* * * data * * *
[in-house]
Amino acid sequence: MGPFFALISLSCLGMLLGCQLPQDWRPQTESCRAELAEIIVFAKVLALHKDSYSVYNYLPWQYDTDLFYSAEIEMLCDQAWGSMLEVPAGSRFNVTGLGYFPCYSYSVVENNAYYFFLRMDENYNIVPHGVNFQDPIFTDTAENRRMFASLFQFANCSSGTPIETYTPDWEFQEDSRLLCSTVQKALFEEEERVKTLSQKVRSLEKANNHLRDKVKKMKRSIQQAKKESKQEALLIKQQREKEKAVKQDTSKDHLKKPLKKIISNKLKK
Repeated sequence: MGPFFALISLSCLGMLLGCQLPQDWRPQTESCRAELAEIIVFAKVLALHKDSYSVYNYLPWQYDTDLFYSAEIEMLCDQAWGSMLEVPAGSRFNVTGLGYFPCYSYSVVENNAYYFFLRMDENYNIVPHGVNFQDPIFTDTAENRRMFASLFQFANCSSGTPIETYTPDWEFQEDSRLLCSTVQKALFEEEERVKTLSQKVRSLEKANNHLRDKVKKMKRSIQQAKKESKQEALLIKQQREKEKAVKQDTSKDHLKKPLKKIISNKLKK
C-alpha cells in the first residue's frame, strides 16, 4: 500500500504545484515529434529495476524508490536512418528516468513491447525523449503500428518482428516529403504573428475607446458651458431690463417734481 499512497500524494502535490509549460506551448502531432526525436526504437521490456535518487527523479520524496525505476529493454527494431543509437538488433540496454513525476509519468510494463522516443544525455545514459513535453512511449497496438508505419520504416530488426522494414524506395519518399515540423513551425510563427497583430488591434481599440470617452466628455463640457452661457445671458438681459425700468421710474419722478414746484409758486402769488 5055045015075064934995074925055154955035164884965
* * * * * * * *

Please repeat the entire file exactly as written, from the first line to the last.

[in-house]
Amino acid sequence: MGPFFALISLSCLGMLLGCQLPQDWRPQTESCRAELAEIIVFAKVLALHKDSYSVYNYLPWQYDTDLFYSAEIEMLCDQAWGSMLEVPAGSRFNVTGLGYFPCYSYSVVENNAYYFFLRMDENYNIVPHGVNFQDPIFTDTAENRRMFASLFQFANCSSGTPIETYTPDWEFQEDSRLLCSTVQKALFEEEERVKTLSQKVRSLEKANNHLRDKVKKMKRSIQQAKKESKQEALLIKQQREKEKAVKQDTSKDHLKKPLKKIISNKLKK
Repeated sequence: MGPFFALISLSCLGMLLGCQLPQDWRPQTESCRAELAEIIVFAKVLALHKDSYSVYNYLPWQYDTDLFYSAEIEMLCDQAWGSMLEVPAGSRFNVTGLGYFPCYSYSVVENNAYYFFLRMDENYNIVPHGVNFQDPIFTDTAENRRMFASLFQFANCSSGTPIETYTPDWEFQEDSRLLCSTVQKALFEEEERVKTLSQKVRSLEKANNHLRDKVKKMKRSIQQAKKESKQEALLIKQQREKEKAVKQDTSKDHLKKPLKKIISNKLKK
C-alpha cells in the first residue's frame, strides 16, 4: 500500500504545484515529434529495476524508490536512418528516468513491447525523449503500428518482428516529403504573428475607446458651458431690463417734481 499512497500524494502535490509549460506551448502531432526525436526504437521490456535518487527523479520524496525505476529493454527494431543509437538488433540496454513525476509519468510494463522516443544525455545514459513535453512511449497496438508505419520504416530488426522494414524506395519518399515540423513551425510563427497583430488591434481599440470617452466628455463640457452661457445671458438681459425700468421710474419722478414746484409758486402769488 5055045015075064934995074925055154955035164884965